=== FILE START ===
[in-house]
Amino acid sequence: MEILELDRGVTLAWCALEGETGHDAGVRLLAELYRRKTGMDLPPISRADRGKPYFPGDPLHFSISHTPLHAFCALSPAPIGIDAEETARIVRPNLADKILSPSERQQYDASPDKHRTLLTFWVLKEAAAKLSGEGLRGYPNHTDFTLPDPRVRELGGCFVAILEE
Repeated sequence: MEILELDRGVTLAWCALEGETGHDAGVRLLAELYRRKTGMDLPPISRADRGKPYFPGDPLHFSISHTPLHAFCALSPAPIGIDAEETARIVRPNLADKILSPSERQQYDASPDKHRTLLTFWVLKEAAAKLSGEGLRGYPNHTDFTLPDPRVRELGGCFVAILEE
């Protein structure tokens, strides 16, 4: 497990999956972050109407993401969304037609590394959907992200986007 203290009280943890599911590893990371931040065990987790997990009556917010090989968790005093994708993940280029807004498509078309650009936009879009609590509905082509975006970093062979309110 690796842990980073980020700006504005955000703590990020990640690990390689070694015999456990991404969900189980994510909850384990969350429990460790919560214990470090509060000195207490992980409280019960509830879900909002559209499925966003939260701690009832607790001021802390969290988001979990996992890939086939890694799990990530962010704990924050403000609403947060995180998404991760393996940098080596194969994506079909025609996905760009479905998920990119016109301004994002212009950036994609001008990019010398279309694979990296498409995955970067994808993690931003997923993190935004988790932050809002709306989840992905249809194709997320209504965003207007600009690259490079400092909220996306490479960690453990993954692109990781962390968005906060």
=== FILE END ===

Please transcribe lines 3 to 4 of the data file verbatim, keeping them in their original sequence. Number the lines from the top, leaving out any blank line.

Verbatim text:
Repeated sequence: MEILELDRGVTLAWCALEGETGHDAGVRLLAELYRRKTGMDLPPISRADRGKPYFPGDPLHFSISHTPLHAFCALSPAPIGIDAEETARIVRPNLADKILSPSERQQYDASPDKHRTLLTFWVLKEAAAKLSGEGLRGYPNHTDFTLPDPRVRELGGCFVAILEE
């Protein structure tokens, strides 16, 4: 497990999956972050109407993401969304037609590394959907992200986007 203290009280943890599911590893990371931040065990987790997990009556917010090989968790005093994708993940280029807004498509078309650009936009879009609590509905082509975006970093062979309110 690796842990980073980020700006504005955000703590990020990640690990390689070694015999456990991404969900189980994510909850384990969350429990460790919560214990470090509060000195207490992980409280019960509830879900909002559209499925966003939260701690009832607790001021802390969290988001979990996992890939086939890694799990990530962010704990924050403000609403947060995180998404991760393996940098080596194969994506079909025609996905760009479905998920990119016109301004994002212009950036994609001008990019010398279309694979990296498409995955970067994808993690931003997923993190935004988790932050809002709306989840992905249809194709997320209504965003207007600009690259490079400092909220996306490479960690453990993954692109990781962390968005906060």